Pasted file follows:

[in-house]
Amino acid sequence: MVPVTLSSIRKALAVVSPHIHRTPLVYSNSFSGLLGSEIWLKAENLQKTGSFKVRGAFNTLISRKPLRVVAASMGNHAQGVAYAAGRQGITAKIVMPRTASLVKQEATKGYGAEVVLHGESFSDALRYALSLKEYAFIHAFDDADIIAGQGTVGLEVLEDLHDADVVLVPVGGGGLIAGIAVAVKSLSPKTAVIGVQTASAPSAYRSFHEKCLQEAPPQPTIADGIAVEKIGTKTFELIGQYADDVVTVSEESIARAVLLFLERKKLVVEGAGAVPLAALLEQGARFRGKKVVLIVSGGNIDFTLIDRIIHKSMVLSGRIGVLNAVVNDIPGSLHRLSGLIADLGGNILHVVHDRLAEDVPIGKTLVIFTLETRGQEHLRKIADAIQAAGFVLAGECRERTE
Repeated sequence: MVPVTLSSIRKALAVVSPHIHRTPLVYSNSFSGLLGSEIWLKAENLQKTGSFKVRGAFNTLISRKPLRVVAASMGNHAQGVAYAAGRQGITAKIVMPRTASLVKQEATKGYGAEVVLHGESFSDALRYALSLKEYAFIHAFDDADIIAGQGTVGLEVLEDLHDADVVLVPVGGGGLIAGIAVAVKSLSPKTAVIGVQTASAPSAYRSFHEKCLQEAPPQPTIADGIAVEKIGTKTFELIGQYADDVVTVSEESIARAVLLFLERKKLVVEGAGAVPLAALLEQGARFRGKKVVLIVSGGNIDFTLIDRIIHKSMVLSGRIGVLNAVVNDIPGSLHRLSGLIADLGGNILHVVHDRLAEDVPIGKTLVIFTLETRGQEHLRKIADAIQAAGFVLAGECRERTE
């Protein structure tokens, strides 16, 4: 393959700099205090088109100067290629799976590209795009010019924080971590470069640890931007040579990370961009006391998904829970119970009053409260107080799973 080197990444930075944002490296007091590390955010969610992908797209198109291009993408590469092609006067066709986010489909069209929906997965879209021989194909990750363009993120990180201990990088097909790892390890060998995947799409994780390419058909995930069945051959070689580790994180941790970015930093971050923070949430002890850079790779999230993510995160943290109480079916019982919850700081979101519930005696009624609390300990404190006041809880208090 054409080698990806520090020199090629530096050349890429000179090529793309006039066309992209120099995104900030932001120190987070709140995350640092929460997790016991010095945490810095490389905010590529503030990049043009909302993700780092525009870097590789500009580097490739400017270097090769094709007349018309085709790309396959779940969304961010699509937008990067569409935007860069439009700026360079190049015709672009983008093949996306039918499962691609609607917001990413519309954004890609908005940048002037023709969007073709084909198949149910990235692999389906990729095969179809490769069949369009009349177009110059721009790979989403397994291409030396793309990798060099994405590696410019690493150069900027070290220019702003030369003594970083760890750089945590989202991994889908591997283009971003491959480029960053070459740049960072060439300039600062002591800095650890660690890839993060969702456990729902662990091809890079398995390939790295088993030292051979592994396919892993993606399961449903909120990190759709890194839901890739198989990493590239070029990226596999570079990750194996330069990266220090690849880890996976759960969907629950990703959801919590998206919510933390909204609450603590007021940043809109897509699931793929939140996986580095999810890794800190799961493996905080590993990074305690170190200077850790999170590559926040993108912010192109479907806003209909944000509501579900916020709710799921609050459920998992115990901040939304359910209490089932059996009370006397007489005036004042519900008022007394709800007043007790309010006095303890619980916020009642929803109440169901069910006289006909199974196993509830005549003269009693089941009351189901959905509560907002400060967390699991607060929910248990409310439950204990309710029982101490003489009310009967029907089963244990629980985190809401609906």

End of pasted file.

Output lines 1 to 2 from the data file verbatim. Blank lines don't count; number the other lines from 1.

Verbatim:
[in-house]
Amino acid sequence: MVPVTLSSIRKALAVVSPHIHRTPLVYSNSFSGLLGSEIWLKAENLQKTGSFKVRGAFNTLISRKPLRVVAASMGNHAQGVAYAAGRQGITAKIVMPRTASLVKQEATKGYGAEVVLHGESFSDALRYALSLKEYAFIHAFDDADIIAGQGTVGLEVLEDLHDADVVLVPVGGGGLIAGIAVAVKSLSPKTAVIGVQTASAPSAYRSFHEKCLQEAPPQPTIADGIAVEKIGTKTFELIGQYADDVVTVSEESIARAVLLFLERKKLVVEGAGAVPLAALLEQGARFRGKKVVLIVSGGNIDFTLIDRIIHKSMVLSGRIGVLNAVVNDIPGSLHRLSGLIADLGGNILHVVHDRLAEDVPIGKTLVIFTLETRGQEHLRKIADAIQAAGFVLAGECRERTE